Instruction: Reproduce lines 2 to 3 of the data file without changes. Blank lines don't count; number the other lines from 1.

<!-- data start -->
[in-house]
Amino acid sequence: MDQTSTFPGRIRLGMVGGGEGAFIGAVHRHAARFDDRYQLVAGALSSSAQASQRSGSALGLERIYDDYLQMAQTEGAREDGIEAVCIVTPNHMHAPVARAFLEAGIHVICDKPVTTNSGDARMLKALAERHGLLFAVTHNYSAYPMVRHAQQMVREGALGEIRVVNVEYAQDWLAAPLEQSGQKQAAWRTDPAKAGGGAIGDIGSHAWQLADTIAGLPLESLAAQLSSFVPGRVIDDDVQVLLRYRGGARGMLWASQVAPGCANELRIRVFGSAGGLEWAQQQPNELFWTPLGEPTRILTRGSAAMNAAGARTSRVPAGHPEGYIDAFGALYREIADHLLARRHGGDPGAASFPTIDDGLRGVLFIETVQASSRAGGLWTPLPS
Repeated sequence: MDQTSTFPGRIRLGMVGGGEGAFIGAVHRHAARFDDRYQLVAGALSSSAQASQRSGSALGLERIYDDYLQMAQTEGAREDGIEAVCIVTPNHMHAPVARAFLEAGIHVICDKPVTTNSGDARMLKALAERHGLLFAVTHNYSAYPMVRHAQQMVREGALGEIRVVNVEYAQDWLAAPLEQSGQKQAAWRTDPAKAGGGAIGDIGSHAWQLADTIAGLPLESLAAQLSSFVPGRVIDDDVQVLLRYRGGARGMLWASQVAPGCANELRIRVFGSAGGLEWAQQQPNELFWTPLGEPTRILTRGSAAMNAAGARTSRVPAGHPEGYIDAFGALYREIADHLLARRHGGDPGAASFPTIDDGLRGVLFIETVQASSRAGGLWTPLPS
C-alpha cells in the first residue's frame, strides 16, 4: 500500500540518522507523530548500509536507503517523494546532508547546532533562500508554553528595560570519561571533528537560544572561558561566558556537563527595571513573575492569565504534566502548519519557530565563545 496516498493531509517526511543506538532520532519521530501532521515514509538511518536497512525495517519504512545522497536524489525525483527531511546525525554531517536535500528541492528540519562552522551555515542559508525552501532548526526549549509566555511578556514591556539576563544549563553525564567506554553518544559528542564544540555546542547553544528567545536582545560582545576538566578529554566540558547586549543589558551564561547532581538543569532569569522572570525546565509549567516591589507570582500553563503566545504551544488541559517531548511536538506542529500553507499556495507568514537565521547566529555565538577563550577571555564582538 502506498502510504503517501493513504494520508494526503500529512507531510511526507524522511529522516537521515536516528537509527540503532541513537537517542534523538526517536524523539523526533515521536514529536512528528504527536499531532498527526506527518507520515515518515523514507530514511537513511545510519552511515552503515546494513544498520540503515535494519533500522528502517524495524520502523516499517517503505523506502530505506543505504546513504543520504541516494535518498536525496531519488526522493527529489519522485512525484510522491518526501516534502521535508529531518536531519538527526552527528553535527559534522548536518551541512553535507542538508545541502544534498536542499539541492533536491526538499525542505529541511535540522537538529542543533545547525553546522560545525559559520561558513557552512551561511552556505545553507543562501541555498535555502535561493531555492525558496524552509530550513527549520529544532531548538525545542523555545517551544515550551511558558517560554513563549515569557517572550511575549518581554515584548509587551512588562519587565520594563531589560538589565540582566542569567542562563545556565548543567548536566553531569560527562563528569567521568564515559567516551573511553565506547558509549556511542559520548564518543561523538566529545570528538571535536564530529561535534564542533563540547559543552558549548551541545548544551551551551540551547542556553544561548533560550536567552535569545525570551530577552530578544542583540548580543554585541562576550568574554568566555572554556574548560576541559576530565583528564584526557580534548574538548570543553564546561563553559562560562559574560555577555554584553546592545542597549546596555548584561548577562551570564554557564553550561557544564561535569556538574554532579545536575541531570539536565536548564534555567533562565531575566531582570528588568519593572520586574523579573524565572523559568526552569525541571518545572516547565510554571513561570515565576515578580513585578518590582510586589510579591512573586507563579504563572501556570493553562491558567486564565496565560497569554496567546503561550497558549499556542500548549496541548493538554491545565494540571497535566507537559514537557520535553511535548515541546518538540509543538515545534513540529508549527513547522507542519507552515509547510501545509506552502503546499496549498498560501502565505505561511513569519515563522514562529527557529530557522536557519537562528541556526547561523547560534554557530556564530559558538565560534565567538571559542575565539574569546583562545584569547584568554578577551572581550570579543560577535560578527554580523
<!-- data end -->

Amino acid sequence: MDQTSTFPGRIRLGMVGGGEGAFIGAVHRHAARFDDRYQLVAGALSSSAQASQRSGSALGLERIYDDYLQMAQTEGAREDGIEAVCIVTPNHMHAPVARAFLEAGIHVICDKPVTTNSGDARMLKALAERHGLLFAVTHNYSAYPMVRHAQQMVREGALGEIRVVNVEYAQDWLAAPLEQSGQKQAAWRTDPAKAGGGAIGDIGSHAWQLADTIAGLPLESLAAQLSSFVPGRVIDDDVQVLLRYRGGARGMLWASQVAPGCANELRIRVFGSAGGLEWAQQQPNELFWTPLGEPTRILTRGSAAMNAAGARTSRVPAGHPEGYIDAFGALYREIADHLLARRHGGDPGAASFPTIDDGLRGVLFIETVQASSRAGGLWTPLPS
Repeated sequence: MDQTSTFPGRIRLGMVGGGEGAFIGAVHRHAARFDDRYQLVAGALSSSAQASQRSGSALGLERIYDDYLQMAQTEGAREDGIEAVCIVTPNHMHAPVARAFLEAGIHVICDKPVTTNSGDARMLKALAERHGLLFAVTHNYSAYPMVRHAQQMVREGALGEIRVVNVEYAQDWLAAPLEQSGQKQAAWRTDPAKAGGGAIGDIGSHAWQLADTIAGLPLESLAAQLSSFVPGRVIDDDVQVLLRYRGGARGMLWASQVAPGCANELRIRVFGSAGGLEWAQQQPNELFWTPLGEPTRILTRGSAAMNAAGARTSRVPAGHPEGYIDAFGALYREIADHLLARRHGGDPGAASFPTIDDGLRGVLFIETVQASSRAGGLWTPLPS